Friday, August 22, 2014

Supermarket flowers


I am not saying that every supermarket in South Africa is like this. But Pick 'n Pay at Constantia Village is. That's the shopping center a few minutes' drive from my parents' house, where all grocery purchases are made. The flowers at the entrance to this giant supermarket are mind blowing; more so - for me, the American - because the indigenous fynbos that covers the local mountains is so well represented. So I snapped some pictures, the last time I was there.


Protea grandiceps, I thinkThese flowers are farmed, not picked from the wild. I am told by someone who knows that every bunch unsold  in the store by a certain date is returned to the farmers, their loss. Punitive. At Woolworths, the rival, more upscale supermarket around the corner in the same center, bunches that are returned to the store for any reason by the customer, warrant a R500 ($50) fine for the grower. So no one's messing around.

For us, the innocent consumers (my tongue is so firmly in my cheek, NO consumer is innocent) there is a floral party platter.


Pagoda flower, Mimetes cucullatus. Cape sugarbirds love these, and we have seen them perched on the shrubs in the wild, long tails streaming  in the stiff wind that howls down the summer mountain.


Above, possibly Protea neriifolia.


Pincushions consorting with goldenrod (Solidago - American) and an Australian imposter - the white woolly one. Does anyone know its name?


Sweet little posies of blushing brides - Serrurea florida. Probably the first member of the Proteaceae family I could recognize when I was little.


There are also tuberoses and Eremurus and fragrant stocks and snapdragons and arum lilies. There is the usual assortment, too. Day in, day out Chrysanthemums. Inca lilies. But for a New Yorker who pants for flowers in the wilderness of Harlem, where you'll find tired red roses sandwiched with baby's breath, or sickly sunflowers, or blue Chrysanthemums, this was like being dropped into a deep, clear, cool pool of them.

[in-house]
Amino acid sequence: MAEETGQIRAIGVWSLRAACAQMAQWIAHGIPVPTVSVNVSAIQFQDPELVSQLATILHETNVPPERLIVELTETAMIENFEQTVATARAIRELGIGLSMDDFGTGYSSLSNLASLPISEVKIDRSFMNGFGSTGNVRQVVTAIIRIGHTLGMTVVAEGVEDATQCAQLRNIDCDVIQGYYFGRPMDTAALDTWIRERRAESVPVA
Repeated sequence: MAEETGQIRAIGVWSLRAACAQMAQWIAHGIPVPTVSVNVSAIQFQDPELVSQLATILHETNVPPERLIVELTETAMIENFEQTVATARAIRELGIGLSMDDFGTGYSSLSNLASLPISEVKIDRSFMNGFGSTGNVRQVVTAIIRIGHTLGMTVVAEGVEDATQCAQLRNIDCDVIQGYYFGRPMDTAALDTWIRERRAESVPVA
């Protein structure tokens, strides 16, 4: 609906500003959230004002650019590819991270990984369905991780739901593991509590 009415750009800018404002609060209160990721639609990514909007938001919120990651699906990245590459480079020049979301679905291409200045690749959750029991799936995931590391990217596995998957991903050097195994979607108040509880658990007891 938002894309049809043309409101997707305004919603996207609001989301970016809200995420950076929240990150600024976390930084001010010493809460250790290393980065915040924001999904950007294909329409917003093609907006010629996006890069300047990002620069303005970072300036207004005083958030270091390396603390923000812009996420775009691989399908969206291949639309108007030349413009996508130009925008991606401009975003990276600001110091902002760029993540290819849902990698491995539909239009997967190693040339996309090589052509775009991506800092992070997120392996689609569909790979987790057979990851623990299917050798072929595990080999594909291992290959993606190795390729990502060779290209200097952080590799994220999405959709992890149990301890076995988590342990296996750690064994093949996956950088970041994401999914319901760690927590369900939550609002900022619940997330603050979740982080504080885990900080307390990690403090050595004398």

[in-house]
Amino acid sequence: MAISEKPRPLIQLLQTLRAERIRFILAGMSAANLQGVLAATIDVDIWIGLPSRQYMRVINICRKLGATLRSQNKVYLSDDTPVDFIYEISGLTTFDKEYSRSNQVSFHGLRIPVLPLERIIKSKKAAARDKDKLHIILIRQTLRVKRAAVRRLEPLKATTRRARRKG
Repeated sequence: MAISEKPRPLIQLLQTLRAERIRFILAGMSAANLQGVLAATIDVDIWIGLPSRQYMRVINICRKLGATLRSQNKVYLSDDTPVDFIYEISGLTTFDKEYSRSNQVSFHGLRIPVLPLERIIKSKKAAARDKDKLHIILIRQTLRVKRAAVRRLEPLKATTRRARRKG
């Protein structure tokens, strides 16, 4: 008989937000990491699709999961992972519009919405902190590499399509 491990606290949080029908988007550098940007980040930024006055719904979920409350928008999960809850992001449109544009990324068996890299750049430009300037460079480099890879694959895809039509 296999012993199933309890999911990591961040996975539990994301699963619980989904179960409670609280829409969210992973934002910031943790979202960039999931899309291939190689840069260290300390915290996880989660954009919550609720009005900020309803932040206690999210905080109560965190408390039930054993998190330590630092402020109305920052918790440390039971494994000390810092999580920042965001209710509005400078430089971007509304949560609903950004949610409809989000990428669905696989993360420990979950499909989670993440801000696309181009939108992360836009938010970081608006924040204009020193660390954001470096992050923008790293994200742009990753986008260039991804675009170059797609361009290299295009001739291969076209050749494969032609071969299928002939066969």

(Digression: Look at one of the prices hanging from the ceiling, by the way: R20 - $2 -  for 5 avocadoes. I get excited when I see 4 avocadoes advertized for $5! And on the subject of shopping differences, every cashier is seated on a swivel chair. It is highly unusual to find a cashier anywhere having to stand for their work day, as they do Stateside. I stopped shopping with relish at Sahadi's after realizing that one of the cashiers, heavily pregnant, was required  to stand for her entire shift!).

There is the flip side to flowers. The flower trade itself. The chemicals. The loads and loads of fertilizers and pesticides. The working conditions. Massive air and carbon miles, for many of them (not so much for what is pictured here, which is grown locally). The pretty flowers we buy often come at high environmental cost (seek out The 50 Mile Bouqueta wonderful book, which explains the alternative, beautifully).


Flowers are a complicated, complicated business. I do not know if the fynbos flower industry is any different and whether, in their natural habitat, fynbos can produce flowers with less synthetic intervention. I like to think so. Maybe I'll investigate further.

It's hard to balance my ooh-ing and ah-ing with enough information to know what and why to buy. But when I am in Cape Town, I buy beautiful fynbos.

11 comments:

  1. And this is supposed to be their winter?!